Science fiction movies are fascinating for what they say about the present, as much as for what they say about the future, and the just-released Insurgent, the second movie adaptation of Veronica Roth’s young adult trilogy, is no different. It’s an intriguing dramatisation of our modern world, where the school exams we take as late teenagers threaten to determine our future forever, and where we must choose a tribe to belong to, or risk being shunned and cast out of society altogether.
Picking up from the series’ first instalment, Divergent, the opening scenes of Insurgent sees our heroine, Tris Prior, laying low in the hippie-like commune of the Amity faction (a Nimbin-like world, minus the hard drugs). She’s trying to avoid being caught by the thuggish leaders of the military-like Dauntless faction – who are in turn serving at the behest of the sneaky intellectuals of the Erudite faction.
Tris (Shailene Woodley) is being hunted because she’s a “divergent” – someone who doesn’t fit neatly into any one of the five factions in her world (the other two factions are Abnegation, the selfless volunteers, and Candor, the lawmakers who value honesty and truth above all else).
The idea of society broken up into factions or castes is a well-worn science fiction trope. But what makes Roth’s story interesting is the way it imagines a dystopia not a million miles away from our own modern world. In the Divergent/Insurgent world, when faction members turn 16 they are injected with serum and undergo “simulations” to see what faction their personality corresponds to. In the first “test”, Tris enters a dream world where she has to choose between picking up food or a knife, between killing a dog or saving an innocent child.
It’s just a dramatised version of our own world, where youth are tested from a young age to determine their aptitude and personality – starting with a NAPLAN test, followed by opportunity class or selective schools tests, and then the most important test, the HSC. From their earliest years, we put children through a series of regimes that are seen as so significant to determining their future that millions of dollars and millions of hours are spent on tutors and private school fees and preparation to achieve the right results
The test Tris takes is also, in many ways, just a super-advanced version of the personality or psychometric tests administered to modern-day employees to ascertain some kind of essential personality, an essential essence, if you like, that will in turn dictate the workplace roles they’re subsequently offered.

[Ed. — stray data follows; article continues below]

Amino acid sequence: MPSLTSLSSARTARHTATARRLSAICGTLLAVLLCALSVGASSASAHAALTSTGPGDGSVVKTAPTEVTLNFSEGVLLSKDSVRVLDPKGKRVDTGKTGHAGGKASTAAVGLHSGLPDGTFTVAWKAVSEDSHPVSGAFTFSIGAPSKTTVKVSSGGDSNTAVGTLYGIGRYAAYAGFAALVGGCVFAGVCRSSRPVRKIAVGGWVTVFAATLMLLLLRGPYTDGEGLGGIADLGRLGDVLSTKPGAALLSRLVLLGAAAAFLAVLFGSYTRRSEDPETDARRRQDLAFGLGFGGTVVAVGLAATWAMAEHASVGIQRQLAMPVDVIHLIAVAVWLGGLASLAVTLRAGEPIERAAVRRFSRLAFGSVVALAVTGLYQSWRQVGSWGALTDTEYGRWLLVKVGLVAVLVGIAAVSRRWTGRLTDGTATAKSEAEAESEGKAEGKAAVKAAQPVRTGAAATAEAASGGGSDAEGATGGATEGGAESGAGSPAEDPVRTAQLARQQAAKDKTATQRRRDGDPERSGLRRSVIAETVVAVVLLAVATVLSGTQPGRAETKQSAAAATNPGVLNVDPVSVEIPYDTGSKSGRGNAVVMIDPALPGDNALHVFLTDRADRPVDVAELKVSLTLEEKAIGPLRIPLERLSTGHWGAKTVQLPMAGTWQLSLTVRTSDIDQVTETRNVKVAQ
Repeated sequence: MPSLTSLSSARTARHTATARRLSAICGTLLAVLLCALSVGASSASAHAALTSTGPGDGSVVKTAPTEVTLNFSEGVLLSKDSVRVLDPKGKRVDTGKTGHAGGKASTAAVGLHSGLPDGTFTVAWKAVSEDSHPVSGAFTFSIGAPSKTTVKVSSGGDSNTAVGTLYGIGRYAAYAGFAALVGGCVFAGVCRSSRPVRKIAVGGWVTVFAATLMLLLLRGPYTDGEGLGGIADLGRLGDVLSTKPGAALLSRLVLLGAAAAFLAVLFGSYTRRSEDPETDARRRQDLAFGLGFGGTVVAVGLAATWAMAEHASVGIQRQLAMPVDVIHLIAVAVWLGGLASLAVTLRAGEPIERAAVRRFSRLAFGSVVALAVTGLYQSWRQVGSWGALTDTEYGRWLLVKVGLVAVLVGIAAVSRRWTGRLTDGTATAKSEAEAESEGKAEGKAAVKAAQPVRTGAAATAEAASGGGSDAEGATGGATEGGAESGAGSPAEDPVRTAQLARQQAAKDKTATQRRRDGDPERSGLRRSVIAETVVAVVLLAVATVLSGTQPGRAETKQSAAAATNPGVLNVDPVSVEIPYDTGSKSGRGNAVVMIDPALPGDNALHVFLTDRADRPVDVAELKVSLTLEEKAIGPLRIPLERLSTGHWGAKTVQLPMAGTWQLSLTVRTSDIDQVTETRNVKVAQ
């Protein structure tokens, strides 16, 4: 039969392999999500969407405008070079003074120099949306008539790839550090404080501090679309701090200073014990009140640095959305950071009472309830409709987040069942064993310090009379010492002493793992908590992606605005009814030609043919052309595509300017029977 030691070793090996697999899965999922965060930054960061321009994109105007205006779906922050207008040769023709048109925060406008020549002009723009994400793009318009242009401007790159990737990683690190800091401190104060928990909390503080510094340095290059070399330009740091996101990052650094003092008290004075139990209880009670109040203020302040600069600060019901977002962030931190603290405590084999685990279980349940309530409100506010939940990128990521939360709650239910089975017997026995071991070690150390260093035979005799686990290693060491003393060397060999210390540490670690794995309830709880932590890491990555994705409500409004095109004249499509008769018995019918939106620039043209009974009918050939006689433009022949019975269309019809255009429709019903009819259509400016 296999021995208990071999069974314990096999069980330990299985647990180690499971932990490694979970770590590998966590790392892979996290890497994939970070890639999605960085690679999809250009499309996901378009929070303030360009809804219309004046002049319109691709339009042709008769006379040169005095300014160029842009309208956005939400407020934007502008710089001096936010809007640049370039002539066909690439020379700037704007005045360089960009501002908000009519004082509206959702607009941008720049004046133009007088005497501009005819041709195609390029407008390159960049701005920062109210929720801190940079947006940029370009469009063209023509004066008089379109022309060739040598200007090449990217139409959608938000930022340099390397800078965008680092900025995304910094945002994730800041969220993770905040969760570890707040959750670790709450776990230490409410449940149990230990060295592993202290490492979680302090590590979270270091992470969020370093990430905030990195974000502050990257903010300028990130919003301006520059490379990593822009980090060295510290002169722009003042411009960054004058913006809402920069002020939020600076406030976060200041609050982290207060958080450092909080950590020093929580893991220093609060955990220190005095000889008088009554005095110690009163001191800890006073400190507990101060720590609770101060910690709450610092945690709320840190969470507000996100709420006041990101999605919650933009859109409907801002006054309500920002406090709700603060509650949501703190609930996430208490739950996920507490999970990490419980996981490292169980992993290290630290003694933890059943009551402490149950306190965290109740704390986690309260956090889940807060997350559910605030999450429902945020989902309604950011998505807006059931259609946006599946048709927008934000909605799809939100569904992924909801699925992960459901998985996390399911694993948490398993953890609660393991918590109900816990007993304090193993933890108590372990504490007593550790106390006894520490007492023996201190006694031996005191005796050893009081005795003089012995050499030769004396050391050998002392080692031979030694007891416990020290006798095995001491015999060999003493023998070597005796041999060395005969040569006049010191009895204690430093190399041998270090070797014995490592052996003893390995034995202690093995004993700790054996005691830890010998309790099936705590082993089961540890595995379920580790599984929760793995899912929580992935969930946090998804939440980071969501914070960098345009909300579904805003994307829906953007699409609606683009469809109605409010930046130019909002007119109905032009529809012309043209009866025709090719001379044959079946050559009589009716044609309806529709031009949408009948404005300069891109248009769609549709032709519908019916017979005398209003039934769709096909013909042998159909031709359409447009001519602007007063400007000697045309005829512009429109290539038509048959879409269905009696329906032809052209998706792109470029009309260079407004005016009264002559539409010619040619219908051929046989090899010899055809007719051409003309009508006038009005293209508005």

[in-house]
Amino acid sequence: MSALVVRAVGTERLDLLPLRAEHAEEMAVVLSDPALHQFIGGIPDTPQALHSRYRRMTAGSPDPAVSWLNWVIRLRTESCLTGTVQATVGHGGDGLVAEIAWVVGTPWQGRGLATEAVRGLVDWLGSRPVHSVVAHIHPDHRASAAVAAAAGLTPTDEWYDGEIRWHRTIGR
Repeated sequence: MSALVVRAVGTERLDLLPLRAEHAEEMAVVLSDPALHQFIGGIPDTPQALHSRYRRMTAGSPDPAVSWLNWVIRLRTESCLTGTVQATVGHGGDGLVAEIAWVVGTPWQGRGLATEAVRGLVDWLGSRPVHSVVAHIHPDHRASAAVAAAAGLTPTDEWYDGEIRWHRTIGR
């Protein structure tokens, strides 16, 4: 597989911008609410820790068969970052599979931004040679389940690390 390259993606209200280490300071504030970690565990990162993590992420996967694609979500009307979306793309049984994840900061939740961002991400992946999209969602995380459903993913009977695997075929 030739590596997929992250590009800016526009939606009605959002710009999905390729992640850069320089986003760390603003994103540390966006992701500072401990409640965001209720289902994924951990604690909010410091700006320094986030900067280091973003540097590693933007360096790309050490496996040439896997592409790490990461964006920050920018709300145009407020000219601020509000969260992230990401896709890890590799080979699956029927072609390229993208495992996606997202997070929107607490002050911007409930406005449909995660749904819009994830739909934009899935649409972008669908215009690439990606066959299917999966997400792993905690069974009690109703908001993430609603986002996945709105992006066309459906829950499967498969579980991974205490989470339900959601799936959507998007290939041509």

Today, employees take career aptitude tests that ask them to answer questions such as ‘Would you rather be an architect or an accountant?” (As one senior public servant friend working in policy was recently asked). Or we might be asked how much we agree with questions like: “It’s better to get a job done than aim for perfection”. But what if your answer to the first question is neither? Or both? And what if your answer to the second question is “It depends”.
We live in a binary world, one where either/or, yes/no responses are collected and analysed and collated in data banks in a crude attempt to capture complex, contradictory individuals. But what if you don’t fit into any neat categories?
In the early scenes of Insurgent Tris defiantly cuts her hair into a boyish do. It just emphasises her boundary-crossing role, but it’s a tricky position for her to straddle. In a process that echoes the way our futures and identities are no longer automatically determined by the communities or families we are born into, Tris chooses to turn her back on her family’s faction (Abnegation) to join Dauntless. And in the initiation process that follows, she must hone the qualities of bravery that defines her adopted tribe. And she struggles to hide and reconcile the qualities that align her with other factions: intelligence, selflessness and a desire for the truth.
In Tris’ world, as in ours, there’s little to be gained from admitting any doubt in the values of one’s tribe. We live in a world where adeptly choosing and remaining loyal to your faction – your profession, your political party, or your social group – is an almost inexorable condition of obtaining social power. One where the “factionless” underclass are cast out of society, devoid of any power base.
It’s also a world where certainty, clarity and absolute confidence in one’s own views invariably trump equivocation, thoughtfulness, doubt and speculation. Anything wishy-washy must go. It’s a way we can quickly and reliably identify friends and enemies. We follow this blogger or tweeter or politician because they’re on our team, and we rarely have the time or the patience to allow for nuance, contradictions or complexity. It might be efficient, but it’s also a depressing scenario. One that doesn’t reward openness to change and evolution of ideas and views.
The divergents of the world challenge and confuse us. Tris might not know where she fits in, but she’s determined to keep moving forward to find out (in contrast to her boyfriend, who seems stuck replaying old parental dramas). By the end of Insurgent, Tris was seen leading her motley tribe into the uncertain but hopeful future in her ever-developing emotional arc. As Tris might say: “Divergents aren’t the problem. We are the solution.”